Drottningholm Palace may not be the most famous royal residence in the world, but it certainly is storied. Not only is the palace, which sits in a suburb of Stockholm and serves as a private residence for the Swedish royal family, a UNESCO World Heritage Site, it also plays host to one of the most famed opera festivals in the world. But it’s not architecture or history that’s put the castle in the spotlight: The Local reports that Sweden’s Queen Silvia insists the castle and its grounds are haunted.
“There’s a lot of history here. There are also little friends…the ghosts,” the queen said in a documentary that aired on Thursday. “They’re all very friendly, but you sometimes feel like you aren’t alone.”
Stockholmers love to describe their city is “the best of the old, and the best of the new.” That’s probably the best way to describe Scandinavia’s largest city.
STOCKHOLM, December 30, 2016 – Stockholmers love to describe their city is “the best of the old, and the best of the new,” and that’s probably the best way to describe Scandinavia’s largest city.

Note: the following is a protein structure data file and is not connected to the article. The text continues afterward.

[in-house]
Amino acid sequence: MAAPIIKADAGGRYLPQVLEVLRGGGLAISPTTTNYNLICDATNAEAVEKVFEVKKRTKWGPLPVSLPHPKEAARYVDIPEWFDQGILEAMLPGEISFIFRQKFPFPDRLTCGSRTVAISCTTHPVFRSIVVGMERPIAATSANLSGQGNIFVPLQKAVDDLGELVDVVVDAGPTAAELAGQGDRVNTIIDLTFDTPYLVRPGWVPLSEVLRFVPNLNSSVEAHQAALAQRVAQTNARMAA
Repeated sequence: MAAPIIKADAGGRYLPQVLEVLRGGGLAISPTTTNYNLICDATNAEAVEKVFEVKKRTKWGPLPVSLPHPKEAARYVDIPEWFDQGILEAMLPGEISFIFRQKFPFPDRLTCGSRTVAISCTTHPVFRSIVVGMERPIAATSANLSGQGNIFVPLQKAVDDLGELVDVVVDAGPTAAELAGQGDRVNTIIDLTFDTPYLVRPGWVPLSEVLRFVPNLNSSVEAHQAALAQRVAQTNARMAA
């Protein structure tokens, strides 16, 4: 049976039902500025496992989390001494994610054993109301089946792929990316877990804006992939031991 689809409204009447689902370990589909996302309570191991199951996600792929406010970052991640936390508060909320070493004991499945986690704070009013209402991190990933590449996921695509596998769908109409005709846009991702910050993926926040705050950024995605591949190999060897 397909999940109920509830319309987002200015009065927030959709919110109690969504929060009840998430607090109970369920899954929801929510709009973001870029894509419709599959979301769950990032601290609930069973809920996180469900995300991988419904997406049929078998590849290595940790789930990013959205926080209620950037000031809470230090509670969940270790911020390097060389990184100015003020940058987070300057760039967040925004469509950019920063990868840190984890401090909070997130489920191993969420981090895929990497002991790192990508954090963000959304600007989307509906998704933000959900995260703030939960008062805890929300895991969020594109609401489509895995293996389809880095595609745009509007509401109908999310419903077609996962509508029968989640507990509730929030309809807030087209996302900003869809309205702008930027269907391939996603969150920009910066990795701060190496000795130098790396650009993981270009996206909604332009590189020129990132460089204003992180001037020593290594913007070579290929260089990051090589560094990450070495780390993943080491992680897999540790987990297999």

Built on 14 islands,Stockholm is a thriving Baltic archipelago situated at the mouth of the country’s third largest lake, Lake Malaren, and the Baltic Sea.
The Swedes have had plenty of time to get it right, with settlements dating to the Stone Age in the 6th millennium BC. It was officially founded as a city in 1252 by Birger Jarl, a Swedish statesman who established the Old Town (Gamla Stan) on the central island.
I joined a small group of travel writers on an excursion to Luleå, the capital of Swedish Lapland as the guests of Luleå Tourism Board. One of the most interesting locations we visited was the World Heritage Site Gammelstad Church Town.
Our small group arrived at the Gammelstad visitor’s center after the short ride out of Luleå, excited by the beautifully photogenic red and white wood cottages and the massive stone church. It never fails, but when you gather together a small band of bloggers, vloggers, photographers, and videographers, you can bet it’s going to be a whole lot like herding kittens. Most of us sprang out of the van ready for action and already starting to wander off in every direction. Our expert trip coordinator, Camilla, knew better and quickly reeled us in. There would be plenty of time for wandering on our own later, first we would be treated to the grand tour complete with knowledgeable guide and storyteller, Christoffer.